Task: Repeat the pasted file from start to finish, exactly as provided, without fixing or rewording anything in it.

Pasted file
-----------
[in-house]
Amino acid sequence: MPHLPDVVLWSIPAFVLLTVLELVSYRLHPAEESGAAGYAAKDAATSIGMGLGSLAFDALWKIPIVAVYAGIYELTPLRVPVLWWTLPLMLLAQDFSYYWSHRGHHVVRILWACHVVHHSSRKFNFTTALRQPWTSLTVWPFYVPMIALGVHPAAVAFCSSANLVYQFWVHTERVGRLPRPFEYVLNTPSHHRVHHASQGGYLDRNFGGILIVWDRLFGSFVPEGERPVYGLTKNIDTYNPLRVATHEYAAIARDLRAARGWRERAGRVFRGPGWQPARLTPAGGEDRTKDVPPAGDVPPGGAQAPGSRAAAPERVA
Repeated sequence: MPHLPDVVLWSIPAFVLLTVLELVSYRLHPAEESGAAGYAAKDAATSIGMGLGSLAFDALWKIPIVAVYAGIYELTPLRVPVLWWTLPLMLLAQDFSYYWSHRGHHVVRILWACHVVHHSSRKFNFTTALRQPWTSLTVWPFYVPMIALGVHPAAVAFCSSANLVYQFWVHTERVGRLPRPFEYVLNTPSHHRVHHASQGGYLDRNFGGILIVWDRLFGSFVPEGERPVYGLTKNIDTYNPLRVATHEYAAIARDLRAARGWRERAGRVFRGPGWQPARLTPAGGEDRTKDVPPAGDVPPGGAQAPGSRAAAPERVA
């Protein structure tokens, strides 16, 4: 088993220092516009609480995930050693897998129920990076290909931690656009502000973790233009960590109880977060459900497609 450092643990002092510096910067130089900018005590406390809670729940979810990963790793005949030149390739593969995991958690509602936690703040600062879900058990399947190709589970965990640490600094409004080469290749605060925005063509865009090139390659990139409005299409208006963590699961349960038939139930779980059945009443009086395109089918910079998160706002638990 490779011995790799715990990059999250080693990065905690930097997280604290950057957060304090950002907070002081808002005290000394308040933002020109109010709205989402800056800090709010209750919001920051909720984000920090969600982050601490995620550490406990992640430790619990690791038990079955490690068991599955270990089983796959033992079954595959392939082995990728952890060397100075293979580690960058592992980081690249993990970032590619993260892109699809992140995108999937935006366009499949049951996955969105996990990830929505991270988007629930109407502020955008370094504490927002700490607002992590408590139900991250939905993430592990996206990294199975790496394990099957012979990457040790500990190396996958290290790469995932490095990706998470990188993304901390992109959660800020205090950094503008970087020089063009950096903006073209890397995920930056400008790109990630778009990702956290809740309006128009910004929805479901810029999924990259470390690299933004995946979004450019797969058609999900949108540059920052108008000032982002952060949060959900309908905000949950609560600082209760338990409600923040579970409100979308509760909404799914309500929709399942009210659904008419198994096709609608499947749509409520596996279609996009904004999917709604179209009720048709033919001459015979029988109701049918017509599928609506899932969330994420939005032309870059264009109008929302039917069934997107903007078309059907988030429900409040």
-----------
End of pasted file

[in-house]
Amino acid sequence: MPHLPDVVLWSIPAFVLLTVLELVSYRLHPAEESGAAGYAAKDAATSIGMGLGSLAFDALWKIPIVAVYAGIYELTPLRVPVLWWTLPLMLLAQDFSYYWSHRGHHVVRILWACHVVHHSSRKFNFTTALRQPWTSLTVWPFYVPMIALGVHPAAVAFCSSANLVYQFWVHTERVGRLPRPFEYVLNTPSHHRVHHASQGGYLDRNFGGILIVWDRLFGSFVPEGERPVYGLTKNIDTYNPLRVATHEYAAIARDLRAARGWRERAGRVFRGPGWQPARLTPAGGEDRTKDVPPAGDVPPGGAQAPGSRAAAPERVA
Repeated sequence: MPHLPDVVLWSIPAFVLLTVLELVSYRLHPAEESGAAGYAAKDAATSIGMGLGSLAFDALWKIPIVAVYAGIYELTPLRVPVLWWTLPLMLLAQDFSYYWSHRGHHVVRILWACHVVHHSSRKFNFTTALRQPWTSLTVWPFYVPMIALGVHPAAVAFCSSANLVYQFWVHTERVGRLPRPFEYVLNTPSHHRVHHASQGGYLDRNFGGILIVWDRLFGSFVPEGERPVYGLTKNIDTYNPLRVATHEYAAIARDLRAARGWRERAGRVFRGPGWQPARLTPAGGEDRTKDVPPAGDVPPGGAQAPGSRAAAPERVA
């Protein structure tokens, strides 16, 4: 088993220092516009609480995930050693897998129920990076290909931690656009502000973790233009960590109880977060459900497609 450092643990002092510096910067130089900018005590406390809670729940979810990963790793005949030149390739593969995991958690509602936690703040600062879900058990399947190709589970965990640490600094409004080469290749605060925005063509865009090139390659990139409005299409208006963590699961349960038939139930779980059945009443009086395109089918910079998160706002638990 490779011995790799715990990059999250080693990065905690930097997280604290950057957060304090950002907070002081808002005290000394308040933002020109109010709205989402800056800090709010209750919001920051909720984000920090969600982050601490995620550490406990992640430790619990690791038990079955490690068991599955270990089983796959033992079954595959392939082995990728952890060397100075293979580690960058592992980081690249993990970032590619993260892109699809992140995108999937935006366009499949049951996955969105996990990830929505991270988007629930109407502020955008370094504490927002700490607002992590408590139900991250939905993430592990996206990294199975790496394990099957012979990457040790500990190396996958290290790469995932490095990706998470990188993304901390992109959660800020205090950094503008970087020089063009950096903006073209890397995920930056400008790109990630778009990702956290809740309006128009910004929805479901810029999924990259470390690299933004995946979004450019797969058609999900949108540059920052108008000032982002952060949060959900309908905000949950609560600082209760338990409600923040579970409100979308509760909404799914309500929709399942009210659904008419198994096709609608499947749509409520596996279609996009904004999917709604179209009720048709033919001459015979029988109701049918017509599928609506899932969330994420939005032309870059264009109008929302039917069934997107903007078309059907988030429900409040």